Metro Vancouver wants cannabis emissions treated by more than 95 percent

The regional government has received complaints about odours from cannabis production in Metro Vancouver.

Metro Vancouver has seen an increase in cannabis production and processing in the region. cyano66/Getty Images


Metro Vancouver has released a discussion paper on the regulation of emissions by cannabis producers and processors.

The regional government is moving to control air releases following many complaints of unpleasant odours from industry operations.

The paper notes that cannabis production has the “potential to cause negative air quality impacts “, if emissions are “not adequately controlled”.

“Air contaminants emitted during cannabis production, processing and extraction include volatile organic compounds (VOC) that may contribute to the formation of harmful ground-level ozone and fine particulate matter through reactions with other substances and sunlight in the lower atmosphere,” the Metro Vancouver draft states.

Also, emissions “most notably occur during the flowering, harvesting, drying and trimming phases, during which high levels of a group of VOC called terpenes can be produced”.

In addition, power production equipment in cannabis facilities “generates emissions of nitrogen oxides and may emit particulate matter, depending on the fuel”.

Metro Vancouver’s draft paper proposes the capture and treatment of VOC emissions by activated carbon filters.

It also suggests a set of control efficiencies, starting with greater than 95 percent for trimming and drying rooms.

For greenhouses that use natural ventilation in growing areas and were operational before March 31, 2021, it’s greater than 70 percent control efficiency for growing areas until July 1, 2031.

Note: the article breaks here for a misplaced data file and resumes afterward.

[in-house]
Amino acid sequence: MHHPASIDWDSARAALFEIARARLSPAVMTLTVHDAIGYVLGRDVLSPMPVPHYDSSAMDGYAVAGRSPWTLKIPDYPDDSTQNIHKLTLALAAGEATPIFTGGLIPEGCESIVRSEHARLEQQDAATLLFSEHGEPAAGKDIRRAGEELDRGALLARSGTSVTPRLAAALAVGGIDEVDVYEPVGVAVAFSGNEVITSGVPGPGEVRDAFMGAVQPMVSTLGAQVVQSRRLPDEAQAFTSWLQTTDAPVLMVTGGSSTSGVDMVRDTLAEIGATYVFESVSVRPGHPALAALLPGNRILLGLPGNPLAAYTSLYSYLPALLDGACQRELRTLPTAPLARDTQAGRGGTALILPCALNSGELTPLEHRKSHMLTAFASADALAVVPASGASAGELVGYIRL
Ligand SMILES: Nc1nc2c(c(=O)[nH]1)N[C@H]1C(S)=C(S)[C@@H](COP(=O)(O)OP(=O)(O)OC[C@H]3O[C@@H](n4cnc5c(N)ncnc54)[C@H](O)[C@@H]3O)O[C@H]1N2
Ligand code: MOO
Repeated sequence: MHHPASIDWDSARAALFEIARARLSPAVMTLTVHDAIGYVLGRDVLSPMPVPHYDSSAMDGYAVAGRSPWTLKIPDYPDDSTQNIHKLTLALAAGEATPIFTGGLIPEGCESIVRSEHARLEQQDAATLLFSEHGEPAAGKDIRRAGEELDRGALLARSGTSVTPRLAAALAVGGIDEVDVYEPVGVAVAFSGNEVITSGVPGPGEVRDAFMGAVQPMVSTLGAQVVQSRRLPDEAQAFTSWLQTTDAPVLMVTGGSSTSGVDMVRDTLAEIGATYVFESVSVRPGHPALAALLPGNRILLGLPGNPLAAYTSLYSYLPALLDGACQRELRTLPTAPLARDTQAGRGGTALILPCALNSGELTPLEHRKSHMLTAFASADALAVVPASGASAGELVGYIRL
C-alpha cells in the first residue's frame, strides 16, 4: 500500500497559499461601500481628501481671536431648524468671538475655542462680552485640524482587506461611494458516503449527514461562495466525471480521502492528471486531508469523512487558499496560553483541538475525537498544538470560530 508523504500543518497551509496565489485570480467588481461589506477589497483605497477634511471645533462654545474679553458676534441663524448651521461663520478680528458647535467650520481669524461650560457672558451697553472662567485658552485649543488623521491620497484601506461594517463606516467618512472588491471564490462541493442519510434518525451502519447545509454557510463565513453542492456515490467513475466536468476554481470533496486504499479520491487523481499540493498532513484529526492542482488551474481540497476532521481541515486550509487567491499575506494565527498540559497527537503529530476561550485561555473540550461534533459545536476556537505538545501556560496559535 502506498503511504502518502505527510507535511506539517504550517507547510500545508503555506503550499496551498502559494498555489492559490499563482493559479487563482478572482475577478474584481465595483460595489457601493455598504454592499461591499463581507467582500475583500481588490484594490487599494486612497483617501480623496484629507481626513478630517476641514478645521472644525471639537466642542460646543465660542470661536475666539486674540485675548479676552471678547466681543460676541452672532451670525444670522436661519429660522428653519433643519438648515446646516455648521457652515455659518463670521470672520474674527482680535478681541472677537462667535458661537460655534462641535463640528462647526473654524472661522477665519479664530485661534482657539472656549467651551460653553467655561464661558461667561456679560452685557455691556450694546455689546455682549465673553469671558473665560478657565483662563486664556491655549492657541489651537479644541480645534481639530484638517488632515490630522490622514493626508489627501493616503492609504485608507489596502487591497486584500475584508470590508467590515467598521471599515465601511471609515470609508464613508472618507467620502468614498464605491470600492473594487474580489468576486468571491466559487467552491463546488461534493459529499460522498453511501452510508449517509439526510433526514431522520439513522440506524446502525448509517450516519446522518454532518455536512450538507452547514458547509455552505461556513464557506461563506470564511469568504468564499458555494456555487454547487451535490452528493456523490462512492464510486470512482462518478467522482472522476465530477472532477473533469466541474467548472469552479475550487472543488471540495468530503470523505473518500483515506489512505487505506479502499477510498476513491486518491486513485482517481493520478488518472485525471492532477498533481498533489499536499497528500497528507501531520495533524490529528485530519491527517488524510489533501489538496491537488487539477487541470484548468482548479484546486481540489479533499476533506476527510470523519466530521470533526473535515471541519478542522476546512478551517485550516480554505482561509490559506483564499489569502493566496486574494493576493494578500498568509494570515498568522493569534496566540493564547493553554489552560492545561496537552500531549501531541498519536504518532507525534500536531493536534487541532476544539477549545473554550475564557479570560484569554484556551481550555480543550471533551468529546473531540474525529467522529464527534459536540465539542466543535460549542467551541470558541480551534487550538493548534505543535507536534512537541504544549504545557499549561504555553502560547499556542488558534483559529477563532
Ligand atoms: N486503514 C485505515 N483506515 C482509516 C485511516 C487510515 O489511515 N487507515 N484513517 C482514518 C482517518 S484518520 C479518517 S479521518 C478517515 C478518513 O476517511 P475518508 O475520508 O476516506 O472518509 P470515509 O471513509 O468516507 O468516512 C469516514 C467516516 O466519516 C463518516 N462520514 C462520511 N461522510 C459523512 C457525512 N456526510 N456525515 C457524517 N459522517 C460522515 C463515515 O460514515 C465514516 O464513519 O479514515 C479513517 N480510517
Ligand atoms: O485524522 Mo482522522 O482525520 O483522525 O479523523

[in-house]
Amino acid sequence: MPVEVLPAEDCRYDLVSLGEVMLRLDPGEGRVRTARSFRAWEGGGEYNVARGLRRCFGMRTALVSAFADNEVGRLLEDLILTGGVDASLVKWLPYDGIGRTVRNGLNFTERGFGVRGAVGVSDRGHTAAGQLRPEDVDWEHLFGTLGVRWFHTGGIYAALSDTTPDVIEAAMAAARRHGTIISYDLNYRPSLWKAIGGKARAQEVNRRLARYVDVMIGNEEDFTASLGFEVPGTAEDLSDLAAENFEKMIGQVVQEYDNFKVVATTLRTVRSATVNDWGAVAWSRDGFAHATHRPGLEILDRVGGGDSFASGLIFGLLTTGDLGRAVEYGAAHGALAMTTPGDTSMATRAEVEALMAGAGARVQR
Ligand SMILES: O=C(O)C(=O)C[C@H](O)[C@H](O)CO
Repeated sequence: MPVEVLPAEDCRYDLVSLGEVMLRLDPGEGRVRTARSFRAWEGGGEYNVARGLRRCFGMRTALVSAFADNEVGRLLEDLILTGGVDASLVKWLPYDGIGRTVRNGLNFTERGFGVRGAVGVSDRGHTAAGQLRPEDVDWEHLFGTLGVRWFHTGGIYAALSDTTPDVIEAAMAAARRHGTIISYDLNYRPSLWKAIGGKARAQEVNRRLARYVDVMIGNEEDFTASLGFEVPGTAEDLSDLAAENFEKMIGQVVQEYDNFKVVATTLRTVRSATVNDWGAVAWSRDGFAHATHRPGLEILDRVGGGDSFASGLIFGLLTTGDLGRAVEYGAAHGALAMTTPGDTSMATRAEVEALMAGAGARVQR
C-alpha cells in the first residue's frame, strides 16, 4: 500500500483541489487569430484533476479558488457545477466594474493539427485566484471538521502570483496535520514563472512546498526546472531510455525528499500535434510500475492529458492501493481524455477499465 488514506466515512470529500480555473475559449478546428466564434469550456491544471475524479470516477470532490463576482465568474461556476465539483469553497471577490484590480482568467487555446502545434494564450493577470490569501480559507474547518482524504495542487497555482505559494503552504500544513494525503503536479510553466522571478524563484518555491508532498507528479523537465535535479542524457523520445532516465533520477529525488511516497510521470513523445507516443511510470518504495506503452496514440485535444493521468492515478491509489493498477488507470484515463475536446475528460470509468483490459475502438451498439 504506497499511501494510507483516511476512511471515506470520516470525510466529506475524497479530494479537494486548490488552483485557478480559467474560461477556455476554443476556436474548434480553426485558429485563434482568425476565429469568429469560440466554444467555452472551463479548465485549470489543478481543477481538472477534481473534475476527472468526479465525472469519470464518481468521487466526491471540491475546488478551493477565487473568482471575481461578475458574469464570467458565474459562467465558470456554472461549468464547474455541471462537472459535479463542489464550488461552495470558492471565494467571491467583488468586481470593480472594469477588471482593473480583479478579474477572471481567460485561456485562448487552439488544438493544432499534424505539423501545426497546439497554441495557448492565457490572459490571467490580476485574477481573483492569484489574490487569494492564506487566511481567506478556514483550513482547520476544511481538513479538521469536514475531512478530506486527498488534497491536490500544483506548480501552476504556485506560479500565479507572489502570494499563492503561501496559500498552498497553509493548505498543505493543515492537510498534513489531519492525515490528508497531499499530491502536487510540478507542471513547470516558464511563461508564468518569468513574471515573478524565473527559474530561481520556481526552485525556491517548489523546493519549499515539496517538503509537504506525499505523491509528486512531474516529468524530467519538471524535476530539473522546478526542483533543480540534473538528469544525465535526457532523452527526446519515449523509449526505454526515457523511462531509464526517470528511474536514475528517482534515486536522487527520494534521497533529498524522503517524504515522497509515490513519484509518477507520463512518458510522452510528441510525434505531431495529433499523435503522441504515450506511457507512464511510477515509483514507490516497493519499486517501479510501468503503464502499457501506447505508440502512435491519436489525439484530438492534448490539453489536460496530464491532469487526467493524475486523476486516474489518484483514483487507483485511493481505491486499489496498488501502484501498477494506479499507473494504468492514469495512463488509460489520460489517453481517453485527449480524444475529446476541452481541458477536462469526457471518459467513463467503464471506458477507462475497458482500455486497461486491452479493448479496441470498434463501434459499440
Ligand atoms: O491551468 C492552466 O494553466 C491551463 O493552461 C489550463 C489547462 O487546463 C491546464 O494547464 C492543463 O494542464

After July 1, 2031, Metro Vancouver proposes greater than 95 percent control efficiency for the said facilities.

Also, the paper proposes greater than 95 percent control efficiency for other enclosed areas and facilities, including cannabis extraction facilities and on-site waste management amenities.

In addition, Metro Vancouver suggests enclosed structures for all cannabis waste management activities, including composting and waste solvent storage.

The draft discussion paper was attached to a report prepared by staff for the regional government’s climate action committee.

The committee meets Friday (July 16), and is anticipated to approve staff recommendation to proceed with new public consultations on regulating emissions.

The report was prepared by Arvind Saraswat, Esther Bérubé, and Laura Taylor.

The regional government began steps to manage emissions by the cannabis industry in 2019.

The district has conducted previous public consultations.

“Cannabis production and processing is potentially a significant additional source of VOC emissions in the airshed, which warrant similar levels of control to other regulated sources, to ensure that ground level ozone issues are not exacerbated,” staff wrote.

The staff report notes that potential uncontrolled VOC emissions from licensed cultivation in the region could range from 330 to 2,080 tonnes per year.

The volume is “similar to other regulated VOC sources in the region and equivalent to about one to five percent of total regional VOC emissions”.

“The VOC emissions from cannabis production tend to be odorous,” staff noted in the report.

The new round of public consultations is proposed to be held between August and November 2021.

“Cannabis producers in the region expressed concerns about additional costs incurred due to a new regulation but also indicated their interest in doing their part to protect the environment,” staff wrote in the report.

Under the proposed regulations, indoor growing areas greater than 200 square metres would be required to have an emission management plan prepared by a qualified professional.

Outdoor cannabis and industrial hemp cultivation will not be covered by potential regulation.

Follow Carlito Pablo on Twitter at @carlitopablo

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